(The Center Square) – Missouri has no investment in one of two failed banks and the Missouri Bankers Association characterized the collapses as an extreme exception.
“The State of Missouri has no investment in the failed Silicon Valley Bank in California,” Republican Missouri Treasurer Vivek Malek posted on social media on Monday. “The State Treasurer’s Office continues to monitor the situation, and Missourians should be assured that this office’s conservative policies are protecting their hard-earned tax dollars.”
A spokesperson for the Missouri treasurer did not immediately return The Center Square’s inquiry about whether the state has any investments in Signature Bank, which also failed.”
The Missouri Bankers Association believes the failures of Silicon Valley Bank in California and Signature Bank in New York don’t reflect the performance of the sector in the financial services industry.
“The recent bank closures in California and New York appear to be outliers; they do not reflect the norm for banks across Missouri and America,” the organization said in a statement on Monday. “The closed banks had significant exposure to volatile sectors, including cryptocurrency. Missouri banks have limited exposure to these types of industries.”
The two banks were taken over by government regulators during a three-day span. Silicon Valley Bank, with approximately $210 billion in assets and the 16th largest in the nation, was taken over by California regulators on Friday, according to several media reports.
On Sunday, regulators in New York state seized Signature Bank. The Federal Deposit Insurance Corporation reported Signature Bank had approximately $110 billion in total assets and $82 billion in deposits as of December 31, 2022.
The FDIC, the Department of the Treasury and the Federal Reserve issued a joint statement on Sunday stating the deposits of both banks will be guaranteed by the federal government. The FDIC insures funds in bank deposit accounts up to $250,000. FDIC insurance is funded by premiums paid by the banking industry, not taxpayer dollars.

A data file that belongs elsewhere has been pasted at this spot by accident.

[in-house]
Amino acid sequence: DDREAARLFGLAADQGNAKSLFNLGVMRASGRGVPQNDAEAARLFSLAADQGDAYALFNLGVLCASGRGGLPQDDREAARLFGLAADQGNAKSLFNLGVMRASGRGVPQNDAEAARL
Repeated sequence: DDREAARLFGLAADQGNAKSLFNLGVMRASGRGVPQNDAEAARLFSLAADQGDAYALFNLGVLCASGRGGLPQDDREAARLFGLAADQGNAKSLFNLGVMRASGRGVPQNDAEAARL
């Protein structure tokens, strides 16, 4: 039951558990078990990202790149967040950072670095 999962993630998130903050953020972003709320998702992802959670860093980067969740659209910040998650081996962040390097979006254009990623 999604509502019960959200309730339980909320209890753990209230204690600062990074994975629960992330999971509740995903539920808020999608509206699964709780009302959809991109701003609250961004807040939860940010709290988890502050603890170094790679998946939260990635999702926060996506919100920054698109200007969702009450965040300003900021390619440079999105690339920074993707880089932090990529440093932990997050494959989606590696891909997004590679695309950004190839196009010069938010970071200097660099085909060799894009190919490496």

“In the 88-year history of the FDIC, no one has ever lost a penny of an insured deposit,” the association said. “Customers are encouraged to contact their Missouri banks with any questions.”
Signature Bank had 40 branches throughout New York, California, Connecticut, North Carolina and Nevada. Several media outlets reported its demise was caused by consumers panicking and making withdrawals after Silicon Valley Bank’s problems. An FDIC media release said banking activities will resume today, including on-line banking and loan customers should continue making payments.
Several media outlets reported Silicon Valley Bank’s capital assets were invested in long-term items, such as mortgages. When the Federal Reserve raised interest rates last year, causing stagnant or declining property values in the market due to the higher cost of loans, the bank’s value declined.
The association also highlighted the bank closures are the first by regulators in almost three years.
“Missouri’s banking industry remains a source of strength and stability,” the association said. “Banks in Missouri maintain strong capital levels, ample liquidity and record levels of loan loss reserves, allowing them to successfully absorb economic shocks. Missouri bankers take pride in their strong relationships with customers and are invested in the economic growth and prosperity of their communities and the state.”
Reuters reported a class action lawsuit was filed on Monday against Silicon Valley Bank, its chief executive officer and chief financial officer in federal court in California.